Strava Pros

Strava is a bit more difficult to argue against. However, I am going to try. And why? Simply because I enjoy riding a bike. I am not competing against anybody, just myself. When I ride in a group, of course I like to test myself. Equally I like to speak to my fellow riders, take in the scenery, and much more. I have found over the last few years that this is more difficult. And the reason is Strava. Go out now in a big group, and it is “eyeballs out” all day. Particularly if there is a strong wind in favour on a particular “”. Everybody wants to get up the league. It has become an obsession. I realise that many ride bikes for the competitive side. Comparing times with friends. Pushing to the limit. It is escapism, and that is why we love the sport so much. Strava helps those who like to ride, and like to boast a little.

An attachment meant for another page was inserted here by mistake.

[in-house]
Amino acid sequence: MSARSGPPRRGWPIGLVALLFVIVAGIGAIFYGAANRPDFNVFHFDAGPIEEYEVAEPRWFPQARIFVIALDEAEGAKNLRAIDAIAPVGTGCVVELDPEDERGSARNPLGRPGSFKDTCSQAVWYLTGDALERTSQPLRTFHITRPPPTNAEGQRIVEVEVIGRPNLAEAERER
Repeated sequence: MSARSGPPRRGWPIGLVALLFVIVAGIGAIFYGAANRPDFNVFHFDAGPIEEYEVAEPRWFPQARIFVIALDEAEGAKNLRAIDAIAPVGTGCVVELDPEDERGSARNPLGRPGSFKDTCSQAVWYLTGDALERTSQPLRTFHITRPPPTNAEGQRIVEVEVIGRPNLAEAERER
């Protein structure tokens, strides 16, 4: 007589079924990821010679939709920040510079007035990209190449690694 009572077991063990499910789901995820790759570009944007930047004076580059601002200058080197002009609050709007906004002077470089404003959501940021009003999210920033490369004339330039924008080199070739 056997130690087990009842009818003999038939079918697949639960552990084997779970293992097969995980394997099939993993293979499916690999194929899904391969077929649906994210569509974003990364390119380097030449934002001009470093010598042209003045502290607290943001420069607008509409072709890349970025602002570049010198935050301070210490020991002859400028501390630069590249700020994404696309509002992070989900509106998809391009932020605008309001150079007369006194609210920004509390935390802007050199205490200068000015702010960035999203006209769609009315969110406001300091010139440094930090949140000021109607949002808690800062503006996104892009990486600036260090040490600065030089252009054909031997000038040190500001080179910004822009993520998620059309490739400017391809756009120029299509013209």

Strava Cons

Many will argue that there aren’t any at all. I am simply going to say that I do not have Strava. I have Garmin, and when I get home, I download my ride. It is good to see how many kms, how many metres climbed, cadence etc. That helps me know where I am physically. However, I do not have any interest in who is the KOM on my local mountain, nor their time. Cycling for me is a hobby, and for 99.9% of cyclists it should be that. Only the top 0.01% are pros. If cycling paid my wages, I would use every available tool to improve. I ride a bike because I love it. Cycling has turned into a business for me. We try to make our cycling holidays in Spain as interesting as possible. I love riding, and even more with people that I have never met before. However, if my obsession is just the numbers, then I won’t love it.

In Conclusion